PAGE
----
Chained Dogs’ Heatstroke Deaths Prompt Call for Emergency Tethering Ban

After PETA Discovers Three Dead Dogs in Three Days, Group Calls On Bertie County to Follow Virginia's Lead by Restricting Chaining or Tethering in Weather Extremes

For Immediate Release:
August 1, 2020

Megan Wiltsie 202-483-7382

Bertie County, N.C. – In the course of just three days, PETA fieldworkers discovered the bodies of three dogs who had been kept chained outside in the heat—so the group has sent an urgent letter calling on the Bertie County Board of Commissioners to pass an emergency ordinance prohibiting the unattended tethering of animals in the area. Videos and photos of the dogs can be viewed here.

As PETA’s letter describes, it was 100.6 degrees with 81% humidity when the group’s fieldworkers discovered the decomposing remains of a chained dog boarded up inside a doghouse on a property in Kelford. Just two days later, they found the bodies of two pit bulls—who were tethered and tangled in direct sunlight, unable to reach water or shade—at a property in Windsor. PETA’s plea to Bertie County officials follows the group’s work with Virginia legislators to pass a law that went into effect last month and makes it illegal to keep dogs tethered in extreme heat or cold, among other conditions.

“Chained dogs are in danger every minute they spend helpless in the heat in someone’s yard,” says PETA Senior Vice President Daphna Nachminovitch. “PETA is calling on officials to follow Virginia’s lead by taking immediate action to prevent even one more animal from enduring an agonizing, wholly preventable death on a chain.”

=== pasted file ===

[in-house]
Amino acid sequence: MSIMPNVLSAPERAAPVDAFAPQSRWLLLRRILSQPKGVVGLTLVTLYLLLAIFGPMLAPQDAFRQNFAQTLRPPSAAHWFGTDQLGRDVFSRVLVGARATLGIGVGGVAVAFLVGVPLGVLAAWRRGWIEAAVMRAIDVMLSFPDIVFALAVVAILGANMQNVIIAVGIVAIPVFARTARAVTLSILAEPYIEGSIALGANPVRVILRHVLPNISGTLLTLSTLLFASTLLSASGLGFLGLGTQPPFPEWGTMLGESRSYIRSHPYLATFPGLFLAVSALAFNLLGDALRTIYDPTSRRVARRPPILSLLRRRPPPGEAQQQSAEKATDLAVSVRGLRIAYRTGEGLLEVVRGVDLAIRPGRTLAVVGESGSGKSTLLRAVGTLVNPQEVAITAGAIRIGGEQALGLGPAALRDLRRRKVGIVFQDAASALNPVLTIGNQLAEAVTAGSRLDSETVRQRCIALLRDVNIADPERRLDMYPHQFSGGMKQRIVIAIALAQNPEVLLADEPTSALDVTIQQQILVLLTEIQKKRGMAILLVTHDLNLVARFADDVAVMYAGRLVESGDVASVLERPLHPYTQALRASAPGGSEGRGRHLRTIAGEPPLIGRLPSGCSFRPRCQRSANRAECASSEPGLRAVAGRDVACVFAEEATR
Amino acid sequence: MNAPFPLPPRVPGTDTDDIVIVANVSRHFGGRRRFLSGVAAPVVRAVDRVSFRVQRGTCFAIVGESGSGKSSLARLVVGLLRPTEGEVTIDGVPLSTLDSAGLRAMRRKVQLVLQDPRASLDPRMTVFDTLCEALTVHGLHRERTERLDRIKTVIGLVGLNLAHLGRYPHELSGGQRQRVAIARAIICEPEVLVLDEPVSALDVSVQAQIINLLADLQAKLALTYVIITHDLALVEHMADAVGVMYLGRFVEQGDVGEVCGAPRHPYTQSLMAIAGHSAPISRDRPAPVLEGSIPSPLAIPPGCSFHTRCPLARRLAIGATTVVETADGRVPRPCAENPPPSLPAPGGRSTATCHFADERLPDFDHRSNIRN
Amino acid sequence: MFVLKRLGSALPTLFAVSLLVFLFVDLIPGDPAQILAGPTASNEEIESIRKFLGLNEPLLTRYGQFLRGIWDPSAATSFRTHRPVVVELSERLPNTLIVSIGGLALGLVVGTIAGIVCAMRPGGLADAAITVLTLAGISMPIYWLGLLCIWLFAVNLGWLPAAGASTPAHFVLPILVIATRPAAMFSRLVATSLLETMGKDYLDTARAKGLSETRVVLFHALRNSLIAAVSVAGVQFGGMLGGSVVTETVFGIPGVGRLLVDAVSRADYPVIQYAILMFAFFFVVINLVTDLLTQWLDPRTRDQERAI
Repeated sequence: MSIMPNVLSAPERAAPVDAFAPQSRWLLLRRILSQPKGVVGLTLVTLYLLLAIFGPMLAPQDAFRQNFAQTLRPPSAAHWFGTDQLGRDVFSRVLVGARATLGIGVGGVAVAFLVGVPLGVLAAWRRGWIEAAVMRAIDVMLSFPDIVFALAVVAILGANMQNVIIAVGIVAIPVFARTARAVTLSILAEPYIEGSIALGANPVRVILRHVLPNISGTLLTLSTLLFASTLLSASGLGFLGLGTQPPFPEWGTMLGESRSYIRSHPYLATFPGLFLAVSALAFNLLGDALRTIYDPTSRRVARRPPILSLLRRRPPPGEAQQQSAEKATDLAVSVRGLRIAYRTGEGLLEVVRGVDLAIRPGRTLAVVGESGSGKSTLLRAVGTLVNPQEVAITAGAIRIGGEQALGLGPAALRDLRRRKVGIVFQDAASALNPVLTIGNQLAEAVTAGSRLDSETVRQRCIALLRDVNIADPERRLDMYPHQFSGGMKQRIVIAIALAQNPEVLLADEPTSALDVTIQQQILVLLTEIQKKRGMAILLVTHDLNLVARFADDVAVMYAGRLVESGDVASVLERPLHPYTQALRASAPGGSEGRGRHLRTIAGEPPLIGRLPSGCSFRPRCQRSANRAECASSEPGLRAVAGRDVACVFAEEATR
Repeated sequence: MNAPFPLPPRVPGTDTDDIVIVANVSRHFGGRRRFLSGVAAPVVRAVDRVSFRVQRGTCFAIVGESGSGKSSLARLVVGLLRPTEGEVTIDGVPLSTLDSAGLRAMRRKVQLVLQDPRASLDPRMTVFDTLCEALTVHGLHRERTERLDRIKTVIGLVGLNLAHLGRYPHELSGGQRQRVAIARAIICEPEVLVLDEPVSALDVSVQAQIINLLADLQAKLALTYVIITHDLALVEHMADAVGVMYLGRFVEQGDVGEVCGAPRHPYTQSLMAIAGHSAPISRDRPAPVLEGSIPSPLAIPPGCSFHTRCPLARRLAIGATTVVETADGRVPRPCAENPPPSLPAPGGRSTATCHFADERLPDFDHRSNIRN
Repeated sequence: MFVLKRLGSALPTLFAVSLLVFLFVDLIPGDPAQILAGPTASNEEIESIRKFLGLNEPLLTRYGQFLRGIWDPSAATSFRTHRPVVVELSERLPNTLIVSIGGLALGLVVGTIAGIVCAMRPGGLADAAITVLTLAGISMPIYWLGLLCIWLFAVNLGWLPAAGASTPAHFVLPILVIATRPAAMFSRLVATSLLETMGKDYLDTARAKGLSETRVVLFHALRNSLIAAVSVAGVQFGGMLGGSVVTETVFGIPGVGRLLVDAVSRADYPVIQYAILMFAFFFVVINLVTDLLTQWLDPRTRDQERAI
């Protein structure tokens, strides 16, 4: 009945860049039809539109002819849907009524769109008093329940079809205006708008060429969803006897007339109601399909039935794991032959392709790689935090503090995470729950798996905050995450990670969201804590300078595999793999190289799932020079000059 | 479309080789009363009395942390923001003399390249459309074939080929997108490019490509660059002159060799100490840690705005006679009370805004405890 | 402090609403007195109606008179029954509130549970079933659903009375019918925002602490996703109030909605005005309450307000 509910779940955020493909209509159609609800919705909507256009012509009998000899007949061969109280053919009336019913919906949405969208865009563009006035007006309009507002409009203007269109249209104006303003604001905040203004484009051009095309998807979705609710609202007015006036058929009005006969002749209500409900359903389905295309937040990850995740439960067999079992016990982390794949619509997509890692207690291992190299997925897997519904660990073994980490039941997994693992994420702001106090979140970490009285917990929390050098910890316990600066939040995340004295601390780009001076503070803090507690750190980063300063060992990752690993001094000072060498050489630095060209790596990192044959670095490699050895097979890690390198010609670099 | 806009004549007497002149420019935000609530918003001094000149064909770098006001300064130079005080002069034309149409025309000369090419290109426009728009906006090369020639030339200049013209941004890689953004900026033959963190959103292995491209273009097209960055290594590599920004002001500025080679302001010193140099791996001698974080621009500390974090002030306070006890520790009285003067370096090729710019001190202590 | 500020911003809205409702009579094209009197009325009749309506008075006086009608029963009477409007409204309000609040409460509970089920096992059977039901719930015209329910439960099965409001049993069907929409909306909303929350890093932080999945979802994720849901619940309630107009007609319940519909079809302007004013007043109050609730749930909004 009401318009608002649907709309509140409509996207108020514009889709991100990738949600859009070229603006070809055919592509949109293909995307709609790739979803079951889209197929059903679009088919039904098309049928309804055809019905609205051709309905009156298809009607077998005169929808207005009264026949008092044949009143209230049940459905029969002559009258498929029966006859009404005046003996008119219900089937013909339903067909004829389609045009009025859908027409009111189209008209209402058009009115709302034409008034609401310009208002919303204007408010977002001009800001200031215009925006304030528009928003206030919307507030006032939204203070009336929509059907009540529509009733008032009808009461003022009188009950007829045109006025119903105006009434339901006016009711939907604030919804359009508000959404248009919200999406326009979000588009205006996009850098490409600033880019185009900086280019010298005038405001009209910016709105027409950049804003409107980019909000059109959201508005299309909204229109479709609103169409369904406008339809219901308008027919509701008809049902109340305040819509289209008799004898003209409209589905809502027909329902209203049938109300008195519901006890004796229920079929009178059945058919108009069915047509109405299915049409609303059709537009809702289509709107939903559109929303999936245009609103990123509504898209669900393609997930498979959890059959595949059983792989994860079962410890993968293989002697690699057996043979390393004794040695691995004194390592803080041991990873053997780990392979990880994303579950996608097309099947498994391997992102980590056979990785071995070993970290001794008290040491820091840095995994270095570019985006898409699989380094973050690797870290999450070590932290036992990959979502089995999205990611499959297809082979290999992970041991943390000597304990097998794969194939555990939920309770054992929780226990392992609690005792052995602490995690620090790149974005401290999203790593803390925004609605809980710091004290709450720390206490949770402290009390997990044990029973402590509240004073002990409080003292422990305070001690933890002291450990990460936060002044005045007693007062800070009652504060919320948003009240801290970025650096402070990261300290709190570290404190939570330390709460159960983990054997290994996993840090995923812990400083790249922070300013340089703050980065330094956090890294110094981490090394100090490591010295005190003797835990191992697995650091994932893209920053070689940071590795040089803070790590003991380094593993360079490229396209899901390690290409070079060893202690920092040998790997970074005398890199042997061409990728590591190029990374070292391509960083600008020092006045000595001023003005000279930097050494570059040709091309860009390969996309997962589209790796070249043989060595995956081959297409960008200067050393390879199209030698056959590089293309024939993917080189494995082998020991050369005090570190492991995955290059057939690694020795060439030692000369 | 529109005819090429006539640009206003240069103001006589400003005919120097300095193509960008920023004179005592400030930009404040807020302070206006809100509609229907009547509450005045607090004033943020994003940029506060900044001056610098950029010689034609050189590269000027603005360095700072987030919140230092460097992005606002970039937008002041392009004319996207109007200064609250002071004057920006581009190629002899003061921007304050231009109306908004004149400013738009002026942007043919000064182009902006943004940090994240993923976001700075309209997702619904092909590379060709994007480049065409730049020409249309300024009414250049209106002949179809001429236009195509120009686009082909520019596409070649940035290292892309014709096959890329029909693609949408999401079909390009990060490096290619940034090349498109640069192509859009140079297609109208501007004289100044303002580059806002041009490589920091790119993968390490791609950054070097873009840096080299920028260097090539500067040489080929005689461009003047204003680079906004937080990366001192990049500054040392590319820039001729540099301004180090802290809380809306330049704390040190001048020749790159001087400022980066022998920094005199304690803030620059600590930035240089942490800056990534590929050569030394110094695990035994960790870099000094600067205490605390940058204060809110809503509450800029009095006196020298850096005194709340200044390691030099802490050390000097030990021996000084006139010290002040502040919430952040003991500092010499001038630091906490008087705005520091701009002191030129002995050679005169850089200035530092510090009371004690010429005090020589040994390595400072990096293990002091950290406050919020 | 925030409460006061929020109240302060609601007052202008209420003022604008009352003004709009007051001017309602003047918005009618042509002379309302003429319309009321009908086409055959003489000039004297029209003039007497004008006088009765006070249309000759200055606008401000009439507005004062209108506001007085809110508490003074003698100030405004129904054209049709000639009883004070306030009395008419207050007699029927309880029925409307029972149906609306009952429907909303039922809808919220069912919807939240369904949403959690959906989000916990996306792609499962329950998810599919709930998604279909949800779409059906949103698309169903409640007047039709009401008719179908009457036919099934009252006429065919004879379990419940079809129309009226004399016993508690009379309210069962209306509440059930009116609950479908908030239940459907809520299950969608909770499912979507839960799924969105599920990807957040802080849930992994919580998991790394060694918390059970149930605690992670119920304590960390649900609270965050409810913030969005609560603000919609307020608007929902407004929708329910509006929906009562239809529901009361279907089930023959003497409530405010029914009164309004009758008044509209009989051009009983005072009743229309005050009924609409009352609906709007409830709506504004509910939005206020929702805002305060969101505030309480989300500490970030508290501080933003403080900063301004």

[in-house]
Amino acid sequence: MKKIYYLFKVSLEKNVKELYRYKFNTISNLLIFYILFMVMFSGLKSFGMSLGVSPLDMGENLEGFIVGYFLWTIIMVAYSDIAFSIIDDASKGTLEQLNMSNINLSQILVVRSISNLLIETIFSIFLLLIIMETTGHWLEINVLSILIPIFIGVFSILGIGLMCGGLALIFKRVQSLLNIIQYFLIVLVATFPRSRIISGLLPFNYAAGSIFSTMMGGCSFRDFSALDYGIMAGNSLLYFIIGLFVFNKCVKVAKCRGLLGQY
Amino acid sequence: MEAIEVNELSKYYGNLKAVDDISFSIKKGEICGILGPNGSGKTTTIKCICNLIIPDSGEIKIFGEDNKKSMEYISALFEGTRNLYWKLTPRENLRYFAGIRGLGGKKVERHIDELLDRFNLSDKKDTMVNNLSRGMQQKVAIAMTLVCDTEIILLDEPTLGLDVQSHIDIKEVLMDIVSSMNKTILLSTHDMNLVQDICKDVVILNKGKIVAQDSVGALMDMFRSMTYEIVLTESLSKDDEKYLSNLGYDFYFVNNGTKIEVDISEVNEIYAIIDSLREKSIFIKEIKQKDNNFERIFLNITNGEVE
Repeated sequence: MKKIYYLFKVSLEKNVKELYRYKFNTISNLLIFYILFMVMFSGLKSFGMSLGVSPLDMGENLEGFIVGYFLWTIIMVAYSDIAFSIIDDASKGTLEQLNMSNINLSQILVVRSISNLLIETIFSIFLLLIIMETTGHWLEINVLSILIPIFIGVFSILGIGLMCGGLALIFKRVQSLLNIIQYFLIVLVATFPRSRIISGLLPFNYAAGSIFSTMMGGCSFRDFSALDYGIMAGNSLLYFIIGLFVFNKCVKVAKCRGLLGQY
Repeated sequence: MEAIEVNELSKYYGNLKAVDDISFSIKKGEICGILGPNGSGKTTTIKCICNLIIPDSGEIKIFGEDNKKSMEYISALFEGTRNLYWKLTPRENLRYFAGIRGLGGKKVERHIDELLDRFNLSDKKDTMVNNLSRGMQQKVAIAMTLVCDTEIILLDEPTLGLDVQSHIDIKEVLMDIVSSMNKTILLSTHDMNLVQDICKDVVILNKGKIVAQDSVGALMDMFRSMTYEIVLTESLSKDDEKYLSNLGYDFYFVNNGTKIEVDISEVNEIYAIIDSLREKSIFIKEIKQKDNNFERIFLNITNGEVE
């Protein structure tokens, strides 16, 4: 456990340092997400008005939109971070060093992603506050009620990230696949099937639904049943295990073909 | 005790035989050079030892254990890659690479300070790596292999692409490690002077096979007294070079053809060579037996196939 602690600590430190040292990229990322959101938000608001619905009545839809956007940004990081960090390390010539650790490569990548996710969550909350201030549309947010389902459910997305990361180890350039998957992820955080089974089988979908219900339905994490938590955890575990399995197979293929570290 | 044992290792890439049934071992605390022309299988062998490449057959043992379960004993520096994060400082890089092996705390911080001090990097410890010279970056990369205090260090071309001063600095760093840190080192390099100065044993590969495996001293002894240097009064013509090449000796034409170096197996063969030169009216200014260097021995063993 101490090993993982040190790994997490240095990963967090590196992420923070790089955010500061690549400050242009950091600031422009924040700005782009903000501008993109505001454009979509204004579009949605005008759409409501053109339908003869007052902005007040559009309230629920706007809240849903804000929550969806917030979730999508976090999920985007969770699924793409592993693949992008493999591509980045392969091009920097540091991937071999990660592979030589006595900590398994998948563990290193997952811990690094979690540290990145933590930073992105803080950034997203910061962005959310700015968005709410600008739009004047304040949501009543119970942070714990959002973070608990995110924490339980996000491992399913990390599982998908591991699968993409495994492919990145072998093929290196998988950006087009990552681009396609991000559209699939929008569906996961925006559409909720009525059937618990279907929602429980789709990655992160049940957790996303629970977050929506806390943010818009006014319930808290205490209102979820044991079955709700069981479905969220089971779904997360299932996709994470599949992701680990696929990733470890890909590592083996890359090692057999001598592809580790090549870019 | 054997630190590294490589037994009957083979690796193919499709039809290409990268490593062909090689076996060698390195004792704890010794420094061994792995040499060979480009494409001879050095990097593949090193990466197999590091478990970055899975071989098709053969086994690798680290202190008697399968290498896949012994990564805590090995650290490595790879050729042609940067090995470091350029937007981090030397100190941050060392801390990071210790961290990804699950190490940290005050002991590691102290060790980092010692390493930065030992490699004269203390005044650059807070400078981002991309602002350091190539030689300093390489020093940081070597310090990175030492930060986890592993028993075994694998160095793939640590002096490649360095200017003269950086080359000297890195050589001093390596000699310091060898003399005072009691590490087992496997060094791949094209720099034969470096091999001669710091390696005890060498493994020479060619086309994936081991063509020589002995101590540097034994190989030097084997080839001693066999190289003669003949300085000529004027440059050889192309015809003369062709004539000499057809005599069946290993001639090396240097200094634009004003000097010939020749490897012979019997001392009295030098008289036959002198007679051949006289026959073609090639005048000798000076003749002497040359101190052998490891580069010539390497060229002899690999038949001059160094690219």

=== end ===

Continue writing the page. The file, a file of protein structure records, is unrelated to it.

PETA points out that unlike humans, dogs can sweat only through their footpads and cool themselves by panting, so even brief sun exposure can have life-threatening consequences. Anyone who sees animals in distress and is unable to help should note their locations, take photos and videos, and alert authorities immediately.

PETA—whose motto reads, in part, that “animals are not ours to abuse in any way”—opposes speciesism, a human-supremacist worldview. For more information, please visit


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 Ingrid E. Newkirk

“Almost all of us grew up eating meat, wearing leather, and going to circuses and zoos. We never considered the impact of these actions on the animals involved. For whatever reason, you are now asking the question: Why should animals have rights?” READ MORE

— Ingrid E. Newkirk, PETA President and co-author of Animalkind